This political backing for the project comes as the most recent development in its complex history.
Australia’s Prime Minister Scott Morrison was on a official visit to France this week. According to French daily newspaper Le Figaro, during his speech, French president Emmanuel Macron highlighted the difficult position of Australia, in the front line of the recent tensions in the Indo-Pacific. He then reaffirmed the importance of this alliance and trust-relationship between both nations in light of recent development in the region.
He confirmed the engagement of France concerning this strategic submarine contract and technology transfer program, stating it was vital to reinforce Australia’s position in the area and ensure its political autonomy and sovereignty:
“I want to tell you our full commitment, that of our industries (…) that of the entire French government, to meet common ambitions and, if possible, to go further and faster, because I know that you are determined to do so”
Scott Morrison completed this declaration, stressing the affinity between both states in shared values, and confirmed this strategic partnership.
For a quick reminder, this program to replace the Collins class submarine started in 2007 under the project SEA 1000. Key requirements were for 12 vessels capable of long range missions adapted to the pacific theatre, displacing around 4,000 tons and fitted with torpedoes, mines, and land attack cruise missiles.
Eventually around 2015, the remaining candidates still being considered were Germany and the Type 214 or the new design of the Type 216, Japan with the Sōryū class, and finally France, at first with the Shortfin Barracuda design.
The Shortfin Barracuda, who latter became the Attack class, is a diesel-electric version of the Barracuda class of the French Navy. The version designed for Australia, will displace 4,500 tons surfaced for 97 meters in length, will have a 18,000 nautical miles range and be equipped with the latest sonar technology.
DCNS, now Naval Group, the French company designing and building these ships, was thus awarded this competition, the largest armament program in Australia’s history, for 12 units with the first deliveries around the early 2030s.
However, a few years later the Australian public expressed its discontent when in 2020, the Australian department of finance disclosed the updated price of the program to be around 50 billions Australian Dollars (in constant Dollars / inflation adjusted or around 88 billions current Australian Dollars in 2021). It must be said that this price was known by the Australian government since 2015.
To resolve issues surrounding this rise in estimated cost and delays, Pierre Eric Pommellet, CEO of Naval Group spent a month in Australia in February 2021.
What followed was a guarantee that costs were kept closely under control, that no particular delays were observed with the 2030s objective still valid, and that Naval Group would ensure 60% of its contract’s value would go directly to Australia
Still, even after this agreement, rumours concerning the failure of the project carried on.
Recently, it was brought up that the Australian government, in light of high costs and tensions with China, was considering another option, canceling the program for cheaper and more readily available submarines, with the German Type 214 being considered.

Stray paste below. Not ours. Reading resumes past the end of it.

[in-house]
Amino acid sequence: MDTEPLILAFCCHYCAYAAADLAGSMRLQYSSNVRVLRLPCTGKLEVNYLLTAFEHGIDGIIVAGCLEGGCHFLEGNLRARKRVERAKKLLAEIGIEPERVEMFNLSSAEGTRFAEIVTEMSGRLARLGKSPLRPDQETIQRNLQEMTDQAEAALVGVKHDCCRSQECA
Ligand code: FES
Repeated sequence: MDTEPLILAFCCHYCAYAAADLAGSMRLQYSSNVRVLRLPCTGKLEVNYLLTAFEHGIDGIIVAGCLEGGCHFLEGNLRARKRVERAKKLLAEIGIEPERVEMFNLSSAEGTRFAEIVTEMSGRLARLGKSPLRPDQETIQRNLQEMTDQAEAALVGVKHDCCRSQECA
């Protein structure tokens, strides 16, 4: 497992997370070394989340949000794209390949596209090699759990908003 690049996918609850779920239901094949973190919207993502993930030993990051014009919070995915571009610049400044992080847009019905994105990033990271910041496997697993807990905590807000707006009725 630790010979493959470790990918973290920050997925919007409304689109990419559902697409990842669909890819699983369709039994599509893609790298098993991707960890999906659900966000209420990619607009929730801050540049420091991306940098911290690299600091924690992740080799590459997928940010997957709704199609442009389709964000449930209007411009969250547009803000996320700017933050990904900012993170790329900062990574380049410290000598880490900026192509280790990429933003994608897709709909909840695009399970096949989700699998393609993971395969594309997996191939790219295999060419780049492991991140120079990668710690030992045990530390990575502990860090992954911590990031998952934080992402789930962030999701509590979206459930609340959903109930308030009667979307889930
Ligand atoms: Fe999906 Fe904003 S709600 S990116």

However, as renowned submarine analyst (and regular Naval News contributor) H.I Sutton highlighted in his article, the Type 214, while a very capable submarine, can not fit Australia’s requirements. The main concern is its range, this vessel being significantly smaller than the Barracuda, with 65 meters compared to 97. This is crucial as size is at a premium to install the necessary batteries, with modifications of the initial design expensive and complex. With less range and weapons, 12 torpedoes against 24, it cannot be a substitute for the Barracuda class for the need of the Royal Australian Navy.
As of now, discussions about the program’s cancellation in favor of another submarine have died down and this announcement by PM Scott Morison and Emmanuel Macron should end it definitely.
The most recent of these claims now states that Australia would instead modernize its pre-existing fleet of Collins class submarines.
Again this is an exaggeration of events. Indeed, this upgrade of the Collins submarine was planned in the 2016 Defense White Paper and confirmed in the 2020 Defense Strategic Update.
Besides, this modernization will extend the life of the class but will not be able to meet the long term needs of the Royal Australian Navy both in terms of capabilities and of years in service. The upgrade is not an alternative to the procurement of new submarines but an efficient way to increase the capabilities of the Navy while waiting for the Attack Class.
The Government will also continue to make appropriate investments in the existing Collins Class fleet, including priority capability enhancements, obsolescence management and fleet sustainment, to ensure Australia’s potent and agile submarine capability is maintained until the introduction of the future submarine fleet. This will include upgrades to the Collins Class communications and sensor capabilities.
2016 Defence White Paper
However, with the rapid expansion of the Chinese navy and submarine forces, it was decided that all 6 would be modernized, as opposed to just 3 as envisioned in 2016.
As seen here the development of the Attack class has been troubled and under the constant critique of the local media, but the latest confirmation of its strategic importance by the highest political authorities of France and Australia should guarantee its completion.